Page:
What is normal anyways?
     
  13. olhippie54

    olhippie54 Touch Of Grey Lifetime Supporter

    I'll smile at anyone if I catch their eyes. I don't feel I go out of my way to look or avoid.
     
  14. StellaBlue

    StellaBlue Senior Member

    hrm, it depends. If its someone with a mental illness, missing a limb, midget or etc I usually go out of my way to talk to them. I find people who are different very interesting.

    If it's someone of a difference race it depends. If I've seen a person of that race before, then it's just like walking by anyone else, if I haven't I tend to stare and smile, admiring their features. When seeing Japanese women I always stare, they are so freakin' beautiful.

    To be honest I'm a bit scared when I'm around mentally retarded people. It's only because I grew up in a neighborhood where a family kept their mentally retarded son (in his 30's and 40's while I lived there) in their basement. It was so sad because this guy had the IQ of maybe a 3 year old. He drooled constantly and had no bowel or bladder control. He would get out often because he had doors in his basement, when he did if he spotted you he would chase you and try to kiss you. That doesn't sound so bad, but when you take into consideration that he drooled constantly and that was mixed with snuff and food it was horrifying. I was chased many times by him, so I guess I just have a bad example stuck in my head. His parents would have to get in their truck and come chase him down, so freakin' sad. I never understood why they didn't send him to a home with people like him. At least he would've fit in and such. Then again you have to commend a couple of their age for trying to take care of their son.
     
  15. KozmicBlue

    KozmicBlue Senior Member

    We're all humans. I don't really even think of them as different, as we're all different in some ways. I treat disabled people the same way I treat everybody else.
     
  16. I don't turn my head, or stare, or act any differently when I see a mentally disabled person than I do any other person.

    And as for race, I don't see race. I just see people. Individuals. :)
     
  17. HoneySuckleBlue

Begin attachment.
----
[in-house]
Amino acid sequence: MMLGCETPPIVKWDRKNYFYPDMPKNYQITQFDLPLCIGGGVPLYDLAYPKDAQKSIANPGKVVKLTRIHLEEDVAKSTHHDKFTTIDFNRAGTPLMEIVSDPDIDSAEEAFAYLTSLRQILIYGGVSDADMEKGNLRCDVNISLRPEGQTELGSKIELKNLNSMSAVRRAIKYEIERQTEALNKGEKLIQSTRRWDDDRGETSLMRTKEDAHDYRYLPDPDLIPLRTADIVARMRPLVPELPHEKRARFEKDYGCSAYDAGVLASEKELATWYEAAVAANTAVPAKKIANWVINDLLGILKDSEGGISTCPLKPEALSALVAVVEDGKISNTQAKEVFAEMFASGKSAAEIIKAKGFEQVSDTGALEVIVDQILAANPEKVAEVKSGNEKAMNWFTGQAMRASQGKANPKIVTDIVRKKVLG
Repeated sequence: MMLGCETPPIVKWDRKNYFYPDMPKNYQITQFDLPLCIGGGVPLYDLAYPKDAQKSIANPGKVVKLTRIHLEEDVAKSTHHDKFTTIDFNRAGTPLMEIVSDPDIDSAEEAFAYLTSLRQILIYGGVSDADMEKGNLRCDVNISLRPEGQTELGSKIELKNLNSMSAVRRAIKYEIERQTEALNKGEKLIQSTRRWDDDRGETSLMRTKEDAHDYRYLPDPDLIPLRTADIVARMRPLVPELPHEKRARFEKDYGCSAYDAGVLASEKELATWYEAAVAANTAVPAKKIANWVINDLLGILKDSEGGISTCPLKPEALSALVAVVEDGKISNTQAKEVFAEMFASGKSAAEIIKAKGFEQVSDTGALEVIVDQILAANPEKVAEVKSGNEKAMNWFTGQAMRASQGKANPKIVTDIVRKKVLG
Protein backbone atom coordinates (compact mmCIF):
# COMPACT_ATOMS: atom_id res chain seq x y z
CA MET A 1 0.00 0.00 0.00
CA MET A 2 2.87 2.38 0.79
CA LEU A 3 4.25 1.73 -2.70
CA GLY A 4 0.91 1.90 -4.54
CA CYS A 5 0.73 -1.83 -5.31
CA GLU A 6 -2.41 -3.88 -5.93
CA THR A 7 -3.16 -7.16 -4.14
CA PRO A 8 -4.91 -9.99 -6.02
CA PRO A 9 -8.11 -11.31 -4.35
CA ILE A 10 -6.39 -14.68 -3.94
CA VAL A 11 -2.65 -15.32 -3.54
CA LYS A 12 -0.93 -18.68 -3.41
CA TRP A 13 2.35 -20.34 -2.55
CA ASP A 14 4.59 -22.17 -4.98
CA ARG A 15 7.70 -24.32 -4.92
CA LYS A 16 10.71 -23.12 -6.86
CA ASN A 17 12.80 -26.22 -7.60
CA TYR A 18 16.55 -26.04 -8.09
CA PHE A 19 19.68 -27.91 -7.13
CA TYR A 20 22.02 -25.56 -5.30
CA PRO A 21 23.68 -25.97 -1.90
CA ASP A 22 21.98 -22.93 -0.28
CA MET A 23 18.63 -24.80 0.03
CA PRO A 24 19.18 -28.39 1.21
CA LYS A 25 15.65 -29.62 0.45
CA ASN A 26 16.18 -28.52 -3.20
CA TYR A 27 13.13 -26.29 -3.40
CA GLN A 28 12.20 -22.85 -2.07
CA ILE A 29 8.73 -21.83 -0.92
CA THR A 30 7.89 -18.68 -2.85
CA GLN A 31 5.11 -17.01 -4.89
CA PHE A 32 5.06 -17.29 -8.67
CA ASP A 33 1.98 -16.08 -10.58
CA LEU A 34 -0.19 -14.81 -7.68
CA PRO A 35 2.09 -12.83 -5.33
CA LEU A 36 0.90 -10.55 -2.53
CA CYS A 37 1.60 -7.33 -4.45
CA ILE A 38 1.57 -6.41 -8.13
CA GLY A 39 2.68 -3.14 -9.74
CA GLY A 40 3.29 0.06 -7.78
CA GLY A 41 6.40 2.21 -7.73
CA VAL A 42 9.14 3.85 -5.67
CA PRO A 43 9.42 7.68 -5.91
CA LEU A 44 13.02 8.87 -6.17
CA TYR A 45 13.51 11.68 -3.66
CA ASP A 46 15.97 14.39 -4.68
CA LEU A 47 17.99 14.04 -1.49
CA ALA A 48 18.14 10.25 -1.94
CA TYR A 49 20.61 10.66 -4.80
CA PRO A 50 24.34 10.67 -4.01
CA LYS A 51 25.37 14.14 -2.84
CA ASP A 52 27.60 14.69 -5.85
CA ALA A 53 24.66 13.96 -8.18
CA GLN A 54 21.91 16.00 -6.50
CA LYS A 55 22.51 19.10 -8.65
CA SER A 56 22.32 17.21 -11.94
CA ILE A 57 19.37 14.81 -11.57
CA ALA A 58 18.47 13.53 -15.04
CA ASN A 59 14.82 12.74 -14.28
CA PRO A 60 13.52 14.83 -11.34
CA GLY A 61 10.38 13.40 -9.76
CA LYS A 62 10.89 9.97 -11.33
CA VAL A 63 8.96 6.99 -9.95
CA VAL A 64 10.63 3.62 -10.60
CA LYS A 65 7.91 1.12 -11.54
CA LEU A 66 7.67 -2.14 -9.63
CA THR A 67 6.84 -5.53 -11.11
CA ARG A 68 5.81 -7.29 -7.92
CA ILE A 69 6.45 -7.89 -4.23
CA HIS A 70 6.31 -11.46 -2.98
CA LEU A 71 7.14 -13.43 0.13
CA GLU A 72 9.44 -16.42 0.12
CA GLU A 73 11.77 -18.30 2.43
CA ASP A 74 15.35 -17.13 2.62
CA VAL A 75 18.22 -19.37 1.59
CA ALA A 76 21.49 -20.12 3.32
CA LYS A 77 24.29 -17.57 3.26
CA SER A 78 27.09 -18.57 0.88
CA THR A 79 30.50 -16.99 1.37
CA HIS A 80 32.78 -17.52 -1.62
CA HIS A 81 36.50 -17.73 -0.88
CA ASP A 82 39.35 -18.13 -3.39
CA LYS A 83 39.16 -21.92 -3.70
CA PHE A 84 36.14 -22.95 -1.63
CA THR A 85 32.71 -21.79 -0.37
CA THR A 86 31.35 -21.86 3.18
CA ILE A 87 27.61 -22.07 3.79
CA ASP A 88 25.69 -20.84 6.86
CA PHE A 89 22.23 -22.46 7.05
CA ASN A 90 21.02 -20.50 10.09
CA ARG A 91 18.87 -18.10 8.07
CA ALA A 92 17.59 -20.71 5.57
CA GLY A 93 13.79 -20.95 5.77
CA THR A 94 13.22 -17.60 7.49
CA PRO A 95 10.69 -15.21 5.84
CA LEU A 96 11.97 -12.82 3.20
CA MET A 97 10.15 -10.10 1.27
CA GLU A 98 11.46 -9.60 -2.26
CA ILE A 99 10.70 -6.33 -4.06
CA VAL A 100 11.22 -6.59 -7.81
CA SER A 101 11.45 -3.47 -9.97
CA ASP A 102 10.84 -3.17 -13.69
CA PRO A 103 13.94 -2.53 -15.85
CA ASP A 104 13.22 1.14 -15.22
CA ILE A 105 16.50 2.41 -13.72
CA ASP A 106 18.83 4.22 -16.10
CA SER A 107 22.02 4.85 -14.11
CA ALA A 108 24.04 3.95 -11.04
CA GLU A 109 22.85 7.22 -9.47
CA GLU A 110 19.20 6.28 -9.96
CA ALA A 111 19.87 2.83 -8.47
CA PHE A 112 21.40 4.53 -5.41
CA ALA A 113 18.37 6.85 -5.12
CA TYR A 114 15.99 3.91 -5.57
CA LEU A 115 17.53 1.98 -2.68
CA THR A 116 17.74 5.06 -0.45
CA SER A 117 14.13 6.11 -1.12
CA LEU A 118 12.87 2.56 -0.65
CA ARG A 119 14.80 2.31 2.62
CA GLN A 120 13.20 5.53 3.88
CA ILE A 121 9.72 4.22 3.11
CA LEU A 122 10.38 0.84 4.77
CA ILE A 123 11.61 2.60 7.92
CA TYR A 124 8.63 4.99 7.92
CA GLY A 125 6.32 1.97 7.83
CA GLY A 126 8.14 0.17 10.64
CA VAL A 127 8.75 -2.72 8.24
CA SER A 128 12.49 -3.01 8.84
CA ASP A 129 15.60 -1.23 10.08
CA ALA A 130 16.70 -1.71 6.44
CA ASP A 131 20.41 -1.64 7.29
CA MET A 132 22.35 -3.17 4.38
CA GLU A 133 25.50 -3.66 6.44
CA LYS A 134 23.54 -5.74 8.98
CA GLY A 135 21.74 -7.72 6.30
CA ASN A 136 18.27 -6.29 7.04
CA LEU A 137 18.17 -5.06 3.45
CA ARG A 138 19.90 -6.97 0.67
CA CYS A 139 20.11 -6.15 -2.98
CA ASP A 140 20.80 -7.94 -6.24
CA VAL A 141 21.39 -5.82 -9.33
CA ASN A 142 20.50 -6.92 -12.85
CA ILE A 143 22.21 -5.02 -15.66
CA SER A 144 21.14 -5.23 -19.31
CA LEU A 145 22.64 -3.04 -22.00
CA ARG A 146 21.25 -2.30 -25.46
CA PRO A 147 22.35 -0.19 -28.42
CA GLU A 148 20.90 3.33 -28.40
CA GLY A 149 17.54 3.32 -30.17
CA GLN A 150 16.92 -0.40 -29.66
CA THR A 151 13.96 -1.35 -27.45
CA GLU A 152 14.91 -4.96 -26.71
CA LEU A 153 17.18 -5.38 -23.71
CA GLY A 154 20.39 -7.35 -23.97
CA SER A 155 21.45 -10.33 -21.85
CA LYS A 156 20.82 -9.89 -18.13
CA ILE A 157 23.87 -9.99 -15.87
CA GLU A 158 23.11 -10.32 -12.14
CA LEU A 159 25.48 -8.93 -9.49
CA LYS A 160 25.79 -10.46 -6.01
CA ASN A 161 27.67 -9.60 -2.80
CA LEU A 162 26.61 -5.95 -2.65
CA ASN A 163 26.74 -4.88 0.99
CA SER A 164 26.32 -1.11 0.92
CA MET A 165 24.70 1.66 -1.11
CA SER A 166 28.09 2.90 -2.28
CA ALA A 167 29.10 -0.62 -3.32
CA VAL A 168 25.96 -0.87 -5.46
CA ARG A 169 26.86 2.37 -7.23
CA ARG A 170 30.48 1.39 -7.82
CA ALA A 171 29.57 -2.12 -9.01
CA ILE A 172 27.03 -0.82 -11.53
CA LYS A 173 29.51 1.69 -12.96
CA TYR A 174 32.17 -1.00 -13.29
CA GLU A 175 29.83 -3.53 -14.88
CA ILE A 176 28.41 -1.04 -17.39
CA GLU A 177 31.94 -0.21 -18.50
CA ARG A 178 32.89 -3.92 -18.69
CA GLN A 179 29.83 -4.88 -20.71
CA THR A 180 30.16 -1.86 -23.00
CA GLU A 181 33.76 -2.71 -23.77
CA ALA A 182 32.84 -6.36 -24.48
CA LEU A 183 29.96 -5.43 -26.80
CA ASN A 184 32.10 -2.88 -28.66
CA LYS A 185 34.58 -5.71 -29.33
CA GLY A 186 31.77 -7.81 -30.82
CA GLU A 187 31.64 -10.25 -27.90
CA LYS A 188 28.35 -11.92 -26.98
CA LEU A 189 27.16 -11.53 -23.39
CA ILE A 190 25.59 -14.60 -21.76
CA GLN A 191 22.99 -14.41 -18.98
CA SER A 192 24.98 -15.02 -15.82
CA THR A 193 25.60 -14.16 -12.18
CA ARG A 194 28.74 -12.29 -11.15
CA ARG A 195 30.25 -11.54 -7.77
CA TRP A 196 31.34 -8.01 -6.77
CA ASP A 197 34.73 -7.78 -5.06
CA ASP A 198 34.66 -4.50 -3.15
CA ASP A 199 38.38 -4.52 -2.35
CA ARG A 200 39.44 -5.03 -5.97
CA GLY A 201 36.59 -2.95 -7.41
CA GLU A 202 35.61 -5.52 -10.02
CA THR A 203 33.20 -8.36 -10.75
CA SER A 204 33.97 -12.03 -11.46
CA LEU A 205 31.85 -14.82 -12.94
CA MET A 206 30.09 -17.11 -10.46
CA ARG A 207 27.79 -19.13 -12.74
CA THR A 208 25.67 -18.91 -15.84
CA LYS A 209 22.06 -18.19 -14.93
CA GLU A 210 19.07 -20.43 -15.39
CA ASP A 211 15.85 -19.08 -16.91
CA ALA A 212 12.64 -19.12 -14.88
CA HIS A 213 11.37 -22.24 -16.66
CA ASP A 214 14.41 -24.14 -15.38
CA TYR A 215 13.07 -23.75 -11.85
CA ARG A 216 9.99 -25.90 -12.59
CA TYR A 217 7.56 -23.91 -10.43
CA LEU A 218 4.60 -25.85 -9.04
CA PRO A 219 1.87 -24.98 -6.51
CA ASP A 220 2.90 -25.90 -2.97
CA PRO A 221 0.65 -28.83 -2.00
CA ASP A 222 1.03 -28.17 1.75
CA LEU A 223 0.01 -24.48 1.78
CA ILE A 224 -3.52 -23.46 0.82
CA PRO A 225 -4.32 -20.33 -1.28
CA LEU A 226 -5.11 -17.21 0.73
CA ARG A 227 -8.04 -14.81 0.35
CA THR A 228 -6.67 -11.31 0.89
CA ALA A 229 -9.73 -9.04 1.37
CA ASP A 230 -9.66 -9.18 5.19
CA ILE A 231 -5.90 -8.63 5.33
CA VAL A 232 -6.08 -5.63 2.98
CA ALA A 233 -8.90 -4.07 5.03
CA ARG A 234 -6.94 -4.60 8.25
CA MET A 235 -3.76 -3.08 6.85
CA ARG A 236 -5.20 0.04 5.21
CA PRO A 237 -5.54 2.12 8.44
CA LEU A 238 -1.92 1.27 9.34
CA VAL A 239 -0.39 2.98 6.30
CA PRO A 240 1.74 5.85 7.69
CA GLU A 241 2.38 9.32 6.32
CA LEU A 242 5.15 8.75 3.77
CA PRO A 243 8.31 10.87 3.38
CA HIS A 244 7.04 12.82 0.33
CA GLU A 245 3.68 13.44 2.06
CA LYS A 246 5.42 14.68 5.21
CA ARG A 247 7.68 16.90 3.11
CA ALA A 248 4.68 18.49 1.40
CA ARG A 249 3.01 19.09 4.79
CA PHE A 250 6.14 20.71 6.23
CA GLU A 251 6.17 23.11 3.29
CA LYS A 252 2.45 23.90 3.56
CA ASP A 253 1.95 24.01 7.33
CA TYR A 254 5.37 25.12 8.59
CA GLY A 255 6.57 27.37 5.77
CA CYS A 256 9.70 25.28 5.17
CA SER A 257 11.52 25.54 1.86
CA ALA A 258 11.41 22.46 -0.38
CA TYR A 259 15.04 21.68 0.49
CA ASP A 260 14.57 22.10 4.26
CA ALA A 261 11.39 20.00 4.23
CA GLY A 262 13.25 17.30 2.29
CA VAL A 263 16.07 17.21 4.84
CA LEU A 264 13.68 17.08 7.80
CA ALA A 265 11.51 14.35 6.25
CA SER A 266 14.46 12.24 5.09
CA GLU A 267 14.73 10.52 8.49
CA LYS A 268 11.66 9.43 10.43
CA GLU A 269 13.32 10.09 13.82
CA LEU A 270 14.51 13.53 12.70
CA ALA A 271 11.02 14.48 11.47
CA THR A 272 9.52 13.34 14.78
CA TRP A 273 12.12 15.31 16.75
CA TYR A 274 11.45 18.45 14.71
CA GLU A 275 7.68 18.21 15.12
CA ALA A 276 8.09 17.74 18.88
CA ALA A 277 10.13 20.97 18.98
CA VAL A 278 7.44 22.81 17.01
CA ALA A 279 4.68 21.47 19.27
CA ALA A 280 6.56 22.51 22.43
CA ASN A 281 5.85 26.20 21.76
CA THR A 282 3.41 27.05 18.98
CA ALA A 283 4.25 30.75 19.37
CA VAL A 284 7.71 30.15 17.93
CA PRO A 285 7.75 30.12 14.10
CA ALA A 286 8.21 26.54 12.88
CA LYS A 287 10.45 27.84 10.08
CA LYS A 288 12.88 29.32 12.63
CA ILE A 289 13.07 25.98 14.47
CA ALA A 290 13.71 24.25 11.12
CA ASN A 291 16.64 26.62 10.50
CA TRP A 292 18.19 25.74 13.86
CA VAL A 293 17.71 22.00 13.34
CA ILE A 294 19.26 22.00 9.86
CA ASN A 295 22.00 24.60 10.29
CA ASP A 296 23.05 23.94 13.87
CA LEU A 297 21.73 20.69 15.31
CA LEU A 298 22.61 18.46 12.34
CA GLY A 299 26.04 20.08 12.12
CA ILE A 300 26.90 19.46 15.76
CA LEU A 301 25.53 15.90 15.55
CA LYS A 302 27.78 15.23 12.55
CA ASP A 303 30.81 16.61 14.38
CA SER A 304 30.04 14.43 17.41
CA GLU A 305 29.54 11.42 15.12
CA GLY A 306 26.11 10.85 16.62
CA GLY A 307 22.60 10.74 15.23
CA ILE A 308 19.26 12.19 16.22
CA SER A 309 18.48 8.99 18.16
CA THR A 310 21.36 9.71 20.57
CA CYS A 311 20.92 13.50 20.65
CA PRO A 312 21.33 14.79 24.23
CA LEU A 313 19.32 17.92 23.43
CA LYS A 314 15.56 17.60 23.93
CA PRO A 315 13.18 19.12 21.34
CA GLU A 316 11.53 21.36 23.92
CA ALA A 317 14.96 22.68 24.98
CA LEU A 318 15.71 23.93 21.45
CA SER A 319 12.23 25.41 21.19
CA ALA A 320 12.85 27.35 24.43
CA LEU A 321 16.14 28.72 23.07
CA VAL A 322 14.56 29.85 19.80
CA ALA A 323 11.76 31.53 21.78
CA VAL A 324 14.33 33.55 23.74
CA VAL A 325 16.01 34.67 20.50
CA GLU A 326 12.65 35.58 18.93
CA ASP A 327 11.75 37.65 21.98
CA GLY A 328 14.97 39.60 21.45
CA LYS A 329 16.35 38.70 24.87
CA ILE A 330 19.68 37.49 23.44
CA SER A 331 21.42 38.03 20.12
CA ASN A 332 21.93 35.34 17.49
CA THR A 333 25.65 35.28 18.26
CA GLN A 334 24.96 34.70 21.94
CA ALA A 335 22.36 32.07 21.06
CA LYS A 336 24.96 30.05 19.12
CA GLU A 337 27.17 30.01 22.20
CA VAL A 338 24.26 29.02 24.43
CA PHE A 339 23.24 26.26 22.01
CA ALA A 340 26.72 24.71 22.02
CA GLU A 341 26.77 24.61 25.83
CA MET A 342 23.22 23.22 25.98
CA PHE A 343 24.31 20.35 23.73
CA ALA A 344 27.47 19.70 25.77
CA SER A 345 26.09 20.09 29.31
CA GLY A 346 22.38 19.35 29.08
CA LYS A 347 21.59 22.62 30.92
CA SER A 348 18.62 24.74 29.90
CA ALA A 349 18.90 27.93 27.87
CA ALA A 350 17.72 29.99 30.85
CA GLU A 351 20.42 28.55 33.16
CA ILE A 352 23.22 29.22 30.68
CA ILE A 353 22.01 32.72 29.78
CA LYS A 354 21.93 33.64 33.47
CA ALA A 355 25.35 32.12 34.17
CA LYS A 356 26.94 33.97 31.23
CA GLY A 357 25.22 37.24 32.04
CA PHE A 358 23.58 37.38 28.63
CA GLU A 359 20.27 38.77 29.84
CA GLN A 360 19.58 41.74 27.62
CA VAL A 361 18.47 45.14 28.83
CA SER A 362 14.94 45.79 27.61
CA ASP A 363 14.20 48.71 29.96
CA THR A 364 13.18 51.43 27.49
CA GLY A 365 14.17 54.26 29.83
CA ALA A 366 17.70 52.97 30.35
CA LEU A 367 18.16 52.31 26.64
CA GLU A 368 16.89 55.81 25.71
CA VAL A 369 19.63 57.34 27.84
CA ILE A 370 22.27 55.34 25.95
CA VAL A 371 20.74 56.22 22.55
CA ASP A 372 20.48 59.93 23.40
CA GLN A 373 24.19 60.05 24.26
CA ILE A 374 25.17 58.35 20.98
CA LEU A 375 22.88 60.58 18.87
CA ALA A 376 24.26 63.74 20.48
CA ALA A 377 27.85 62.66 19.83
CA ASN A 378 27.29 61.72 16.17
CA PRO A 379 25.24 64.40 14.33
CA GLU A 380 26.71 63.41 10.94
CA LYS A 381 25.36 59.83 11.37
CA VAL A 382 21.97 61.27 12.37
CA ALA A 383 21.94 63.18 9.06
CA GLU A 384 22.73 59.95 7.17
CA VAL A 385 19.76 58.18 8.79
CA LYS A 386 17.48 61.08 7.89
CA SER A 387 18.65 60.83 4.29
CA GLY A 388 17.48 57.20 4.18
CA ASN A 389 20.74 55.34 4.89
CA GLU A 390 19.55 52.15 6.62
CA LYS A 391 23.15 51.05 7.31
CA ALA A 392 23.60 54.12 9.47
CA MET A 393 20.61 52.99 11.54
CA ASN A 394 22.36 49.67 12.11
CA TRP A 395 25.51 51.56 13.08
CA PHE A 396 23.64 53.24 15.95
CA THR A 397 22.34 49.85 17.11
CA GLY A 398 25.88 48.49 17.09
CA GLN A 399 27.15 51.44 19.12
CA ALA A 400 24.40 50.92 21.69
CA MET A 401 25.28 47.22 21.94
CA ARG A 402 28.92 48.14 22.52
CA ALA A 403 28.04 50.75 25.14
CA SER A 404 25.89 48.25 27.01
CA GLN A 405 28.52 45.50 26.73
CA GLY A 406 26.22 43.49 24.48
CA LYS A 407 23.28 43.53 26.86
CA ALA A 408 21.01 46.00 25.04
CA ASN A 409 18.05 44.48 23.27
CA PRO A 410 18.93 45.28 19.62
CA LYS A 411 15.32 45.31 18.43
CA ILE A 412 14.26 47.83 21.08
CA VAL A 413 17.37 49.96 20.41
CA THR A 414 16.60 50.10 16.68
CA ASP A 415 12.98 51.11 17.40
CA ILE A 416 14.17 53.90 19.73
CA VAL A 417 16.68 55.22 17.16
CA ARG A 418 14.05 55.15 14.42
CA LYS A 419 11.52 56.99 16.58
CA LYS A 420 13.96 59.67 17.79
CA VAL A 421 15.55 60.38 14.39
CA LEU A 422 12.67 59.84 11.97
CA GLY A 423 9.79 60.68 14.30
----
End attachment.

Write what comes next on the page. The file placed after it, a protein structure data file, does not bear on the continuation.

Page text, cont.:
HoneySuckleBlue Cosmic Artist

    I try to smile, but some of them looked really pissed off and it intimidates me...I'd hate to have one attack me.
     
  18. garf12

    garf12 Member

    I usually turn my head but not where they can see or anything. On a side note my baby sitter from when i was about 2 to 9 or whenever i quit having one was a midget.
     
  19. Mari

    Mari Member

    'Those people' don't want your pity, they would just like to be treated like everyone else and deserve to be.

    I think we all have lessons to learn from 'those people'...they treat everyone the same...and we think they have something wrong with them....
     
  20. Lilyrayne

    Lilyrayne Chrisppie

    I notice them more than other people, but I never really pay attention to the fact that they aren't "normal". They seem normal to me, I just notice them more because there aren't as many of those kind of people out and about.

    I could be considered one of those people. I'm deaf, and I have a Cochlear Implant. The outside processor and stuff for the implant, if I have my hair pulled back, is really obvious and "weird looking" and I get a lot of stares as though I am one of the people you mentioned. I try to remember that it's just something people don't see very often, so I actually don't mind so much if they stare for a few minutes to get a good imprint in their heads of what it looks like. But they can only stare for so long before it gets to the point of "Ok enough already!" and I wanna just say "Take a picture, it lasts longer"

    I learned tolerance of being stared at a long time ago when I first got my service dog. She's a hearing dog, and she goes everywhere with me. Dogs aren't allowed most places, but services dogs are, and there's not many service dogs around here, so it's odd to see a dog in walmart! The staring thing applies there too.

    It's always perplexed me why people stare at us. You'd think they'd never seen a dog before. Yeah, it's weird to see a dog in a store but come on, why stare? But this is when I go back to trying to remember what it's like when you discover or see something new... you study it and get a picture in your mind. After you've done that, you probably never do it again.

    It's like when little children are learning things for the first time... They see something new and different and they stare and explore it until it's normal to them. Adults aren't really any different. So I try to be tolerant of staring, and I also am not afraid to look a little longer at someone else that is different.